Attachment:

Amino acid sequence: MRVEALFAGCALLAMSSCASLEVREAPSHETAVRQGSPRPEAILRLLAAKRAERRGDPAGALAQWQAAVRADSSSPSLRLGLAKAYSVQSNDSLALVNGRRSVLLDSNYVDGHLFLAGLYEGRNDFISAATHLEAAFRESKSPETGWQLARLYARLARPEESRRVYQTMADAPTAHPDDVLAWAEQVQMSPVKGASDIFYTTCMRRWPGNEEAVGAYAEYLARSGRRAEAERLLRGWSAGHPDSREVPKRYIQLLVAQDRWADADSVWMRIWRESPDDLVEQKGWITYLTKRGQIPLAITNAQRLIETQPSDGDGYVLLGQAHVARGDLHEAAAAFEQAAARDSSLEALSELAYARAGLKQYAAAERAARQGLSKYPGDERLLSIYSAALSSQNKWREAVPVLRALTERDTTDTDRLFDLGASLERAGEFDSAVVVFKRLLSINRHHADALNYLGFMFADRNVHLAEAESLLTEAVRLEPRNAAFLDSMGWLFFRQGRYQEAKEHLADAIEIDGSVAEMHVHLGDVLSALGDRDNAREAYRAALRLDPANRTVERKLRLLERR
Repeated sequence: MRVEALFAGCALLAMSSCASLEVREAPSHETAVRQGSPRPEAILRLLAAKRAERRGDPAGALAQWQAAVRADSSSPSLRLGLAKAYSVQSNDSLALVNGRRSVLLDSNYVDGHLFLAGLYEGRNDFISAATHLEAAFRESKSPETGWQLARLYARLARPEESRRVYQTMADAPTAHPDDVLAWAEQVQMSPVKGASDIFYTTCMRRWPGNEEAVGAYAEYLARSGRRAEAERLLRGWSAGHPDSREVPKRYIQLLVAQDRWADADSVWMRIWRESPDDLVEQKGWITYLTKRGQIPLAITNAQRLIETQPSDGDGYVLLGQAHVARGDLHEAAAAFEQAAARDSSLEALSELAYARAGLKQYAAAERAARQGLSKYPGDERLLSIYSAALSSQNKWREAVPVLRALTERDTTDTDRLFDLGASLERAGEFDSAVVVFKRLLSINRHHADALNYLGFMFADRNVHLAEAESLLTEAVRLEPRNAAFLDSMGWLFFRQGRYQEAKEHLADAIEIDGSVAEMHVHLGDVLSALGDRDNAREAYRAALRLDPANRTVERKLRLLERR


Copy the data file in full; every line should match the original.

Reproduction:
Amino acid sequence: MRVEALFAGCALLAMSSCASLEVREAPSHETAVRQGSPRPEAILRLLAAKRAERRGDPAGALAQWQAAVRADSSSPSLRLGLAKAYSVQSNDSLALVNGRRSVLLDSNYVDGHLFLAGLYEGRNDFISAATHLEAAFRESKSPETGWQLARLYARLARPEESRRVYQTMADAPTAHPDDVLAWAEQVQMSPVKGASDIFYTTCMRRWPGNEEAVGAYAEYLARSGRRAEAERLLRGWSAGHPDSREVPKRYIQLLVAQDRWADADSVWMRIWRESPDDLVEQKGWITYLTKRGQIPLAITNAQRLIETQPSDGDGYVLLGQAHVARGDLHEAAAAFEQAAARDSSLEALSELAYARAGLKQYAAAERAARQGLSKYPGDERLLSIYSAALSSQNKWREAVPVLRALTERDTTDTDRLFDLGASLERAGEFDSAVVVFKRLLSINRHHADALNYLGFMFADRNVHLAEAESLLTEAVRLEPRNAAFLDSMGWLFFRQGRYQEAKEHLADAIEIDGSVAEMHVHLGDVLSALGDRDNAREAYRAALRLDPANRTVERKLRLLERR
Repeated sequence: MRVEALFAGCALLAMSSCASLEVREAPSHETAVRQGSPRPEAILRLLAAKRAERRGDPAGALAQWQAAVRADSSSPSLRLGLAKAYSVQSNDSLALVNGRRSVLLDSNYVDGHLFLAGLYEGRNDFISAATHLEAAFRESKSPETGWQLARLYARLARPEESRRVYQTMADAPTAHPDDVLAWAEQVQMSPVKGASDIFYTTCMRRWPGNEEAVGAYAEYLARSGRRAEAERLLRGWSAGHPDSREVPKRYIQLLVAQDRWADADSVWMRIWRESPDDLVEQKGWITYLTKRGQIPLAITNAQRLIETQPSDGDGYVLLGQAHVARGDLHEAAAAFEQAAARDSSLEALSELAYARAGLKQYAAAERAARQGLSKYPGDERLLSIYSAALSSQNKWREAVPVLRALTERDTTDTDRLFDLGASLERAGEFDSAVVVFKRLLSINRHHADALNYLGFMFADRNVHLAEAESLLTEAVRLEPRNAAFLDSMGWLFFRQGRYQEAKEHLADAIEIDGSVAEMHVHLGDVLSALGDRDNAREAYRAALRLDPANRTVERKLRLLERR